Oh and I don’t know about you, but my Proto-Indo-European is bomb-ass.

DarkScribe's avatar

@Noon And although “done” is very American

Most Americans who I know will shudder when they hear it. Unless you are making a case that most Americans are less than erudite it is not a valid claim – it is nescient American not literate American.

_America (like it or not) has control of the majority of English media.__

Maybe you should check and see who actually controls most of the US media. It isn’t the US.

Noon's avatar

@DarkScribe True the people who are actually behind US media may not be Americans. But the ones who are speaking (Actors, TV Personalities, Musicians) are, for the most part, Americans. And it’s those who are speaking who control the language.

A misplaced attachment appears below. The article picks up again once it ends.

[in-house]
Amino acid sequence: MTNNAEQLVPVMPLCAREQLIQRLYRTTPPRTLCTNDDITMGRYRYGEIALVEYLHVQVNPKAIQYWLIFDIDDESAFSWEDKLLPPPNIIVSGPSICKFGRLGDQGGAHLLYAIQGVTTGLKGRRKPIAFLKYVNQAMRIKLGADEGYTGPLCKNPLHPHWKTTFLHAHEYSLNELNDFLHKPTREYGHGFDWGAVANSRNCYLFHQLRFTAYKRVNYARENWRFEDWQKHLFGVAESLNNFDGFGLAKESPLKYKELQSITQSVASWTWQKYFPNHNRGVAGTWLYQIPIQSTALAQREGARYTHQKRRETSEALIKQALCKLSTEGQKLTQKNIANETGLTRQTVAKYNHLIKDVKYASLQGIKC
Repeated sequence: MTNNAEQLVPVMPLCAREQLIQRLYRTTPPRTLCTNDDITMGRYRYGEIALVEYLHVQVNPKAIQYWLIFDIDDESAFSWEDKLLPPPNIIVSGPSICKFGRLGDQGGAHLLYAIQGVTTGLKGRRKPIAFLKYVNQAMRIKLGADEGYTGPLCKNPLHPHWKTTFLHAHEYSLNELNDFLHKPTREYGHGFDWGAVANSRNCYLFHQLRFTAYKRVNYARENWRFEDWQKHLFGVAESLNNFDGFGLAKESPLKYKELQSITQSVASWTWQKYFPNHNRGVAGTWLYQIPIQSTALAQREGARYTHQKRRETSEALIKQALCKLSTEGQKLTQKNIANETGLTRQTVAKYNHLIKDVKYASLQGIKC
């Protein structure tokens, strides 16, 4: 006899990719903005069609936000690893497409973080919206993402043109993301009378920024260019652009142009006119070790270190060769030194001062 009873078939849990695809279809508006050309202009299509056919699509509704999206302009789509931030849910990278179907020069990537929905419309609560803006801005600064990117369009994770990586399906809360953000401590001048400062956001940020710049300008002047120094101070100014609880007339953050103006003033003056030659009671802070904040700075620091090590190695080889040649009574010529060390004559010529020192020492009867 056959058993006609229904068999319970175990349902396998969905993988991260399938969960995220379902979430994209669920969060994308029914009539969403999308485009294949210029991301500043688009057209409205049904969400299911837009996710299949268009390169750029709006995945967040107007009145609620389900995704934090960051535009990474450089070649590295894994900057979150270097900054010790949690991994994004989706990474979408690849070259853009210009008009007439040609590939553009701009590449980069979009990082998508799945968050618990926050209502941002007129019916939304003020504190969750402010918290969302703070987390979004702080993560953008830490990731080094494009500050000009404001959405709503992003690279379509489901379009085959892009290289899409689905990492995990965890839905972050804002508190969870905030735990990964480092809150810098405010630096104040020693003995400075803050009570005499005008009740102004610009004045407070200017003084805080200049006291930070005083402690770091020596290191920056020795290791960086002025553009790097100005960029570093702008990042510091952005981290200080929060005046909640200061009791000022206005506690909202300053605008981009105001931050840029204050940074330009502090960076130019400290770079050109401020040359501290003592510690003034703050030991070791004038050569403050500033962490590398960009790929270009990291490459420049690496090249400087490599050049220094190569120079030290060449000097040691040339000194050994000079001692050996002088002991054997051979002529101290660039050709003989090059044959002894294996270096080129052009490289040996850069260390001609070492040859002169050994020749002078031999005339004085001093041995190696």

As for the “done” past tense marker being a sign of a non-literate American I believe only strengthens my point. Language is not controlled by the Literate, but by the masses. It was not the Latin Scholars that started writing in French, the illiterate working class of France was speaking French long before it was written down and accepted by the “literate” class.

DarkScribe's avatar

@Noon _Language is not controlled by the Literate, but by the masses. _

Not so.

As long as the literate set the school syllabi then they determine language usage. If you were right English would have become unintelligible before Shakespeare – back when schooling was only available to the wealthy. The masses in those days used a very rough and crude variation of language – but it still survived in the manner that the literate decreed.